LEOFF 2 retirement plan
Available to commissioned UW police officers, the Law Enforcement Officers’ and Fire Fighters’ (LEOFF) 2 retirement plan is a traditional, defined-benefit pension plan — when you meet plan requirements and retire, you’re guaranteed a monthly income benefit for the rest of your life.
Both you and the UW contribute money to LEOFF 2. However, these contributions don’t determine your retirement benefit. Instead, the income you receive from LEOFF 2 during retirement depends on both your salary and your years of service while a member of LEOFF 2.
For a comprehensive summary about how your retirement plan works, see the LEOFF 2 Member Handbook (PDF).
Enroll in LEOFF 2
Only full-time commissioned UW police officers are eligible to participate in LEOFF 2. Participation is a condition of employment. Contact UW Benefits to enroll.
What you contribute
Each paycheck, you contribute 8.41 percent of your gross salary to LEOFF 2.
The UW also contributes to LEOFF 2 on your behalf. These aren’t matching funds, and you have no access to them. The rates at which both you and UW contribute are specified by the state legislature. They periodically adjust the rates to reflect the overall cost of the plan.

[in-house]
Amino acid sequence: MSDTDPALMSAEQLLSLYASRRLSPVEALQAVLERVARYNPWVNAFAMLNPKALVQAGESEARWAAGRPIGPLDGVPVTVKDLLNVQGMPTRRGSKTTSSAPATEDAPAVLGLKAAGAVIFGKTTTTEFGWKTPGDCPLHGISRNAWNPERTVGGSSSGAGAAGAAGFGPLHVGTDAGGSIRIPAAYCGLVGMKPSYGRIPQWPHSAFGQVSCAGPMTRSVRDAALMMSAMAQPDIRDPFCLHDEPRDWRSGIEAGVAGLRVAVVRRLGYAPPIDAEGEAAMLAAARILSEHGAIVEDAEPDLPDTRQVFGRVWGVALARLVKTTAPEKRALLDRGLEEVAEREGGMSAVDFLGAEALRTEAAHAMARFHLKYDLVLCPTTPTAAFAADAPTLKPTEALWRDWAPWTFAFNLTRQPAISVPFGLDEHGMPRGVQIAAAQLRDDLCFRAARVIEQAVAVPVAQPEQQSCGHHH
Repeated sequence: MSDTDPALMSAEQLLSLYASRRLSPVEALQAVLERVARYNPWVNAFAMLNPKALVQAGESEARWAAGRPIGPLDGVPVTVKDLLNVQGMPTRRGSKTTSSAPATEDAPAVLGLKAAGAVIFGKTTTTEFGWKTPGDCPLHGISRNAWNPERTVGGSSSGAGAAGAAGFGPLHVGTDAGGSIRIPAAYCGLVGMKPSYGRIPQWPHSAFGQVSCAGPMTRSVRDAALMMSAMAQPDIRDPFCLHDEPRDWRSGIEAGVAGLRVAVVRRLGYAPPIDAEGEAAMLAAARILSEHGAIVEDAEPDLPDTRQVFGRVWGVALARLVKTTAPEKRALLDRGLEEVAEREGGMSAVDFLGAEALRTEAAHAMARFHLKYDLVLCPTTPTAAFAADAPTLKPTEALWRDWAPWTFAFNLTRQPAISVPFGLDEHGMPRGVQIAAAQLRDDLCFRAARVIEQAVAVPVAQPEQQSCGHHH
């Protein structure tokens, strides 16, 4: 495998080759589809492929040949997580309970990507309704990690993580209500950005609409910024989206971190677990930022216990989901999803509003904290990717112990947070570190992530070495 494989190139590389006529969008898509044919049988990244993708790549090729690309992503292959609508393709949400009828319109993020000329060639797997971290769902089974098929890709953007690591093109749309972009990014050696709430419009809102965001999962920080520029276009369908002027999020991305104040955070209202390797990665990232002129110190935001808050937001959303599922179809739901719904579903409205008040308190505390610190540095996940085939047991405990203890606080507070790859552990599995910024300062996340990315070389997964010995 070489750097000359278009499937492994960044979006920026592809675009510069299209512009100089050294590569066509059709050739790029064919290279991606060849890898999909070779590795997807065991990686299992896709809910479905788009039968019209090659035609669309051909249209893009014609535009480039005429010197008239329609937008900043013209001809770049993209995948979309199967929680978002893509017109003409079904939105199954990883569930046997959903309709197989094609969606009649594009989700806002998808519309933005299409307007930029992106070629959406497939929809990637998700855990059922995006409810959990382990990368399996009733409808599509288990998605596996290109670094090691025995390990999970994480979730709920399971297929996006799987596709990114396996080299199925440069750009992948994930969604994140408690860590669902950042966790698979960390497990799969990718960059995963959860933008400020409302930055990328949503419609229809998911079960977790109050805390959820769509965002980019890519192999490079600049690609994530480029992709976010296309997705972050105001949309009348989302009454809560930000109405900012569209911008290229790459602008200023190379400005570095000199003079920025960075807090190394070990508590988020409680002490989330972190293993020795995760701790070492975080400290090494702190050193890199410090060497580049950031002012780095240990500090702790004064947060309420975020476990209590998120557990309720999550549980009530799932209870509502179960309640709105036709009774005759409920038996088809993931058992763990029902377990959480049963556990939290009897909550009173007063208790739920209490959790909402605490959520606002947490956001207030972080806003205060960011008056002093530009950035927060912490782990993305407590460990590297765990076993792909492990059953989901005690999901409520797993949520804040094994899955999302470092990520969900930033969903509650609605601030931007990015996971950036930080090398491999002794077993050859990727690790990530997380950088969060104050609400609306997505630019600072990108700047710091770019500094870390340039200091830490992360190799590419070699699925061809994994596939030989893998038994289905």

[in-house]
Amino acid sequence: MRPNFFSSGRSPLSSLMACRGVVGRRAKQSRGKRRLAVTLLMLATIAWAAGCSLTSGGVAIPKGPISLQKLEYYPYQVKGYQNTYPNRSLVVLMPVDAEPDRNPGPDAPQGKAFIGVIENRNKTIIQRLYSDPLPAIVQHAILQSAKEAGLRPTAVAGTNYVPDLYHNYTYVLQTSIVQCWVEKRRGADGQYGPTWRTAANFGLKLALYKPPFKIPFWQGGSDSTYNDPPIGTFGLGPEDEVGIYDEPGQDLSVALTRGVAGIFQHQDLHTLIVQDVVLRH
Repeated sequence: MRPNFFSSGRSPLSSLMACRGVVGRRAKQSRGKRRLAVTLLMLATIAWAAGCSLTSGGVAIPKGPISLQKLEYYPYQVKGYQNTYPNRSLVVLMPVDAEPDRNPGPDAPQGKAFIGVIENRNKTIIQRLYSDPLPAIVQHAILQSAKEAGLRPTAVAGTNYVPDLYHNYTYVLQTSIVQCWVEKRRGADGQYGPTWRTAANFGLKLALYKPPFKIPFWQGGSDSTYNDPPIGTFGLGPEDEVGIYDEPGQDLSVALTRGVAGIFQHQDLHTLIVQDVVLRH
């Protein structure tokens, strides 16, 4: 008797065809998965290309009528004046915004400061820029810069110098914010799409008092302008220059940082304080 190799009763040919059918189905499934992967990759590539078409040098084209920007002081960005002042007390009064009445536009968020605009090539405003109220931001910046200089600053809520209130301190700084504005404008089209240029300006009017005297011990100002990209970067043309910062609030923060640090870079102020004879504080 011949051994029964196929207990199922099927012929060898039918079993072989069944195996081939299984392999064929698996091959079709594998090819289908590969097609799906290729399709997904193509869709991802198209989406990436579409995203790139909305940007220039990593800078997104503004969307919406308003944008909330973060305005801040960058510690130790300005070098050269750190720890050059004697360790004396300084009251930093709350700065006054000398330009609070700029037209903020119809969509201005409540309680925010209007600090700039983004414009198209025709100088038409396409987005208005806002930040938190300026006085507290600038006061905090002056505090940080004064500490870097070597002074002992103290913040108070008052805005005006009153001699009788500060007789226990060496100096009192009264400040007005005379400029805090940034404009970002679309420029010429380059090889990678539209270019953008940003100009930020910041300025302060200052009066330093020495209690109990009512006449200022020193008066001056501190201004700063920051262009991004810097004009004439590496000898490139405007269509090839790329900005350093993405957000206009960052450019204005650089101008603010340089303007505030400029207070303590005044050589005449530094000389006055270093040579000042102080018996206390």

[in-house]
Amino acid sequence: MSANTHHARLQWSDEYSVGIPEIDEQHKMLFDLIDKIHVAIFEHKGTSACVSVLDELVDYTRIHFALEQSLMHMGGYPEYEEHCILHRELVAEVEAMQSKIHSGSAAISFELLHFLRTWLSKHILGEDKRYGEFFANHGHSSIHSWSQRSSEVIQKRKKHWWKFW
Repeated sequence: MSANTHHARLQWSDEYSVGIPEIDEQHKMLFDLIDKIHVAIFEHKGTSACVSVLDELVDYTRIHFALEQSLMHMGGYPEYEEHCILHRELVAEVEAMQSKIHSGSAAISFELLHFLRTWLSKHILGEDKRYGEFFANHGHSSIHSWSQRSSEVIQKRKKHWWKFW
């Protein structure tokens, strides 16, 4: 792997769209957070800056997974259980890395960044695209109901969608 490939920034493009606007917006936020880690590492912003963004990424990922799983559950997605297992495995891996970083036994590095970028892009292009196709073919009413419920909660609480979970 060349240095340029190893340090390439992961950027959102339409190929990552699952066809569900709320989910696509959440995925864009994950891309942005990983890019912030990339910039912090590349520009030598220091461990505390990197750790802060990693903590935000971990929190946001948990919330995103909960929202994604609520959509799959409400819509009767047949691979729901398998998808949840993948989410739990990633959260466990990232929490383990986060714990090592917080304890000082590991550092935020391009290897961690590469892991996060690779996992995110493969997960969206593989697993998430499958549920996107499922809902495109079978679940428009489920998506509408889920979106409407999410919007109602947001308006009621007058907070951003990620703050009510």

While these contributions help fund LEOFF 2, they do not determine how much income you receive at retirement. Use the LEOFF 2 formula to calculate your monthly retirement benefit.
Your retirement benefit
At retirement, the income you receive from LEOFF 2 depends on two factors — how long you’ve worked and how much money you made. The formula for calculating your monthly retirement benefit is:
2% x service credit years x final average salary
Final Average Salary: The monthly average of your 60 consecutive highest-paid service credit months.
Service credit: Service credit is based on the number of hours you work each month and how long you have participated in the retirement plan. The UW reports your hours and earnings to the Washington state Department of Retirement Systems (DRS) every payday.
You’re vested in the plan when you have five years of service credit. And once you’re vested, you’re eligible to retire with a full benefit at age 53. You can retire with a reduced benefit as early as age 50 if you have at least 20 service credit years.